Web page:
M24, the Small Sagittarius Star Cloud

One of the most profound things any human being can see is our own Milky Way Galaxy. For the best view you need to be hundreds of miles from any large city, and preferably tens of miles from any small town. Such places are increasingly hard to find, especially in advanced nations like the USA where "progress" includes lighting up the sky and blotting out our view of the grand reality beyond.

Capitol Reef National Park in Utah is one such sanctuary of the night sky. During my recent assignment as a Night Sky Volunteer in that park I took advantage of those pristine skies to do some wide-field astrophotography.

This bright patch of the Milky Way is a fortuitous opening in the dark, obscuring clouds of dust surrounding it. It affords us a glimpse into deep, remote parts of our galaxy that we do not normally see. These stars are many thousands of light-years away. Through a telescope from a dark site this star cloud is one of the most fascinating sights in the sky. Many of its stars are arranged in curious loops, lines, and chains that look almost too regular to be artificial. Even better, like everything we see beyond our solar system, these stars have absolutely nothing to do with the human race. It is far and forever beyond any influence from our religions, politics, wars, destruction, or any of our other unfortunate traits. What a relief!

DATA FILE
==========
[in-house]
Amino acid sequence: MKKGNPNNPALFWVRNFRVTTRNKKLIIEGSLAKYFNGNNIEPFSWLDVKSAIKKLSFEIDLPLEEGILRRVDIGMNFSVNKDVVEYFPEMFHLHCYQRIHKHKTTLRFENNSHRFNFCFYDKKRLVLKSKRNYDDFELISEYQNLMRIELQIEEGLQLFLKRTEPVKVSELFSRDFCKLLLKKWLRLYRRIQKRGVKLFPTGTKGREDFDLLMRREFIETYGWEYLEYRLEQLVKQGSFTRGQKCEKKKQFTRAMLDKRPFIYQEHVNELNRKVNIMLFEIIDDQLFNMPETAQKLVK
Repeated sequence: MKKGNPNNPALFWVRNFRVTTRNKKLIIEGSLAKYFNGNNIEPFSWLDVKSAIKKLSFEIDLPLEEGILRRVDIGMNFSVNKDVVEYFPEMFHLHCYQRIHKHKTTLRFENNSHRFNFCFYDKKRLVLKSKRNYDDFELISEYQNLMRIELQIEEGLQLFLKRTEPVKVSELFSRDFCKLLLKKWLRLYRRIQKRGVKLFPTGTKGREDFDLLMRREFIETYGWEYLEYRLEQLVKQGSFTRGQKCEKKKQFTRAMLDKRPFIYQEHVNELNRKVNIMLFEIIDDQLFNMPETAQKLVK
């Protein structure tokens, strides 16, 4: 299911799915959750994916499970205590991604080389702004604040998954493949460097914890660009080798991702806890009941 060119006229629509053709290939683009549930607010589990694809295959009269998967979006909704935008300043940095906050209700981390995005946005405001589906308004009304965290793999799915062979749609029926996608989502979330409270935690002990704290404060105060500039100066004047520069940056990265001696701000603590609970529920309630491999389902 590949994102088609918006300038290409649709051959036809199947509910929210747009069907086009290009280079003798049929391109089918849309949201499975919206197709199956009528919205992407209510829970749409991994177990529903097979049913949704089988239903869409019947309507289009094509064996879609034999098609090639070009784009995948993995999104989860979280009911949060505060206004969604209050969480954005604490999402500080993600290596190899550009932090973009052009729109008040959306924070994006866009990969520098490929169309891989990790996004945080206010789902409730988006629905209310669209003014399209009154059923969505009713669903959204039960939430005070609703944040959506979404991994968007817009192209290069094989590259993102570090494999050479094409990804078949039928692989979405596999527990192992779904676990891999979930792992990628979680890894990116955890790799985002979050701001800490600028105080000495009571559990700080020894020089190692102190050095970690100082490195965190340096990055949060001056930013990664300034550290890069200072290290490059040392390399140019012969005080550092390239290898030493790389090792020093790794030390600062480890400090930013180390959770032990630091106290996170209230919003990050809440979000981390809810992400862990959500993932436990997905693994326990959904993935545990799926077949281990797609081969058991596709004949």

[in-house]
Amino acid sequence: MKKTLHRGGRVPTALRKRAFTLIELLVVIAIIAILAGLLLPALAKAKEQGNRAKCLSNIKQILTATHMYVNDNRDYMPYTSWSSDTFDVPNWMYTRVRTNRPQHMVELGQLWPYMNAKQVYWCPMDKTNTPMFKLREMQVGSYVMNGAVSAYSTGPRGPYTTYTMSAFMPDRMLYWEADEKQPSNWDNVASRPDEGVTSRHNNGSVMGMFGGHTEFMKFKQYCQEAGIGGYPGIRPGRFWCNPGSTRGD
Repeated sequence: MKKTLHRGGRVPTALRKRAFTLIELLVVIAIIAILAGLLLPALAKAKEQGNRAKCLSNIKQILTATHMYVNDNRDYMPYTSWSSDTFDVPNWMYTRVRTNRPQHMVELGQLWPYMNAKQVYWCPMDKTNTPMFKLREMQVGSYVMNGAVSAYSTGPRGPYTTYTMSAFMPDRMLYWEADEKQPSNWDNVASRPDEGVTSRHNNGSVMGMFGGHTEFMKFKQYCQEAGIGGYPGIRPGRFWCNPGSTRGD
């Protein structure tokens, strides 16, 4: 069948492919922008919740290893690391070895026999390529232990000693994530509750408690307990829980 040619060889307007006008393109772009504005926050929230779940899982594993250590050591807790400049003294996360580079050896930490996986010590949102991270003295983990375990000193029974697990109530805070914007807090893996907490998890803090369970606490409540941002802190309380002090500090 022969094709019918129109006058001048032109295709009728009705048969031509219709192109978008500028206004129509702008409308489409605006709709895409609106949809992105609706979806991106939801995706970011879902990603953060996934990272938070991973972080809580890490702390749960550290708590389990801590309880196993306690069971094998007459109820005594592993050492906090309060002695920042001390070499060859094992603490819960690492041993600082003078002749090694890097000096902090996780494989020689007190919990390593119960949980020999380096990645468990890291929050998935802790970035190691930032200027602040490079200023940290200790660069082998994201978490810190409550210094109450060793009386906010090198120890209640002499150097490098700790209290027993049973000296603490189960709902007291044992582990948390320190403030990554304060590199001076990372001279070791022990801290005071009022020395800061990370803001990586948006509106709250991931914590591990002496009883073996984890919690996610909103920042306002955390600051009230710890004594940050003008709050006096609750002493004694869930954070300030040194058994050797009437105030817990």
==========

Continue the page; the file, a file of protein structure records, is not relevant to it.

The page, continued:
I shot this with my 85mm f/2 lens stopped down to f/4. The individual exposures were 2 minutes at ISO 1600. The pink splotches above the star cloud are the Swan and Eagle nebulae.

Image copyright by Joe Bergeron.